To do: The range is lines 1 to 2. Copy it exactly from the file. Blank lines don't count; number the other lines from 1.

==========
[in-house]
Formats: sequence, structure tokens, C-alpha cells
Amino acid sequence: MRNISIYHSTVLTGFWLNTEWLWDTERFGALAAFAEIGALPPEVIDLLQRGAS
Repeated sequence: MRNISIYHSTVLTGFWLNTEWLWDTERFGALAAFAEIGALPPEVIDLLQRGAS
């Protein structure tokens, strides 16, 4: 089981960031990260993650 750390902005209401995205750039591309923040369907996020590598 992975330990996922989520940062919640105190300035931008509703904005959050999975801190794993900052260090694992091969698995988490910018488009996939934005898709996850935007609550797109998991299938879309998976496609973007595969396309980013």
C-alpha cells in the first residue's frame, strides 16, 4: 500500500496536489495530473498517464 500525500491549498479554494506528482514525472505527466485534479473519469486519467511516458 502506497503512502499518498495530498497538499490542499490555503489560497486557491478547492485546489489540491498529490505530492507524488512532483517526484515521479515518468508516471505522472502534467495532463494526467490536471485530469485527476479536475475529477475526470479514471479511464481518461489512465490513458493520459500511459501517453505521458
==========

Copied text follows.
[in-house]
Formats: sequence, structure tokens, C-alpha cells